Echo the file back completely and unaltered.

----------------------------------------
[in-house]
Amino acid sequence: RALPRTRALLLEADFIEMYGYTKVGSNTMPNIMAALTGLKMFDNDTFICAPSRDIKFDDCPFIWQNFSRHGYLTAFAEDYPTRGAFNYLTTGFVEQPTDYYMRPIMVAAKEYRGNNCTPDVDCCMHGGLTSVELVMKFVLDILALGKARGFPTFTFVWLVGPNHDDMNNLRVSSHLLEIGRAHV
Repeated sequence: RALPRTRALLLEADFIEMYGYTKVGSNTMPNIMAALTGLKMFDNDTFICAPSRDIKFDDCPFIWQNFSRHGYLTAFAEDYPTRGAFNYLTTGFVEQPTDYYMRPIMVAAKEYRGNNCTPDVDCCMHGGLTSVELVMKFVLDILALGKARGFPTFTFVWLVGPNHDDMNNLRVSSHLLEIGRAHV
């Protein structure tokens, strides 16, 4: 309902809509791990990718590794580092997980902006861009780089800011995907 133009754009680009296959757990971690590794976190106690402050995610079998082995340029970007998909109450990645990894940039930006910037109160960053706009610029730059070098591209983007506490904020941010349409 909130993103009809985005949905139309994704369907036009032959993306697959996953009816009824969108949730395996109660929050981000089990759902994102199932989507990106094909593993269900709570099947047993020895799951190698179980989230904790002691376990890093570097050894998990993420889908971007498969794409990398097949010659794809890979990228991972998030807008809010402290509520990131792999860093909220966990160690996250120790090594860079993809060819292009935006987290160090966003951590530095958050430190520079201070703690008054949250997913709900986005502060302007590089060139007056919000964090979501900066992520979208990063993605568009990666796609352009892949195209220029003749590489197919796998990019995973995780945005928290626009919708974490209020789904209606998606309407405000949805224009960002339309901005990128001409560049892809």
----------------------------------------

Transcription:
[in-house]
Amino acid sequence: RALPRTRALLLEADFIEMYGYTKVGSNTMPNIMAALTGLKMFDNDTFICAPSRDIKFDDCPFIWQNFSRHGYLTAFAEDYPTRGAFNYLTTGFVEQPTDYYMRPIMVAAKEYRGNNCTPDVDCCMHGGLTSVELVMKFVLDILALGKARGFPTFTFVWLVGPNHDDMNNLRVSSHLLEIGRAHV
Repeated sequence: RALPRTRALLLEADFIEMYGYTKVGSNTMPNIMAALTGLKMFDNDTFICAPSRDIKFDDCPFIWQNFSRHGYLTAFAEDYPTRGAFNYLTTGFVEQPTDYYMRPIMVAAKEYRGNNCTPDVDCCMHGGLTSVELVMKFVLDILALGKARGFPTFTFVWLVGPNHDDMNNLRVSSHLLEIGRAHV
């Protein structure tokens, strides 16, 4: 309902809509791990990718590794580092997980902006861009780089800011995907 133009754009680009296959757990971690590794976190106690402050995610079998082995340029970007998909109450990645990894940039930006910037109160960053706009610029730059070098591209983007506490904020941010349409 909130993103009809985005949905139309994704369907036009032959993306697959996953009816009824969108949730395996109660929050981000089990759902994102199932989507990106094909593993269900709570099947047993020895799951190698179980989230904790002691376990890093570097050894998990993420889908971007498969794409990398097949010659794809890979990228991972998030807008809010402290509520990131792999860093909220966990160690996250120790090594860079993809060819292009935006987290160090966003951590530095958050430190520079201070703690008054949250997913709900986005502060302007590089060139007056919000964090979501900066992520979208990063993605568009990666796609352009892949195209220029003749590489197919796998990019995973995780945005928290626009919708974490209020789904209606998606309407405000949805224009960002339309901005990128001409560049892809």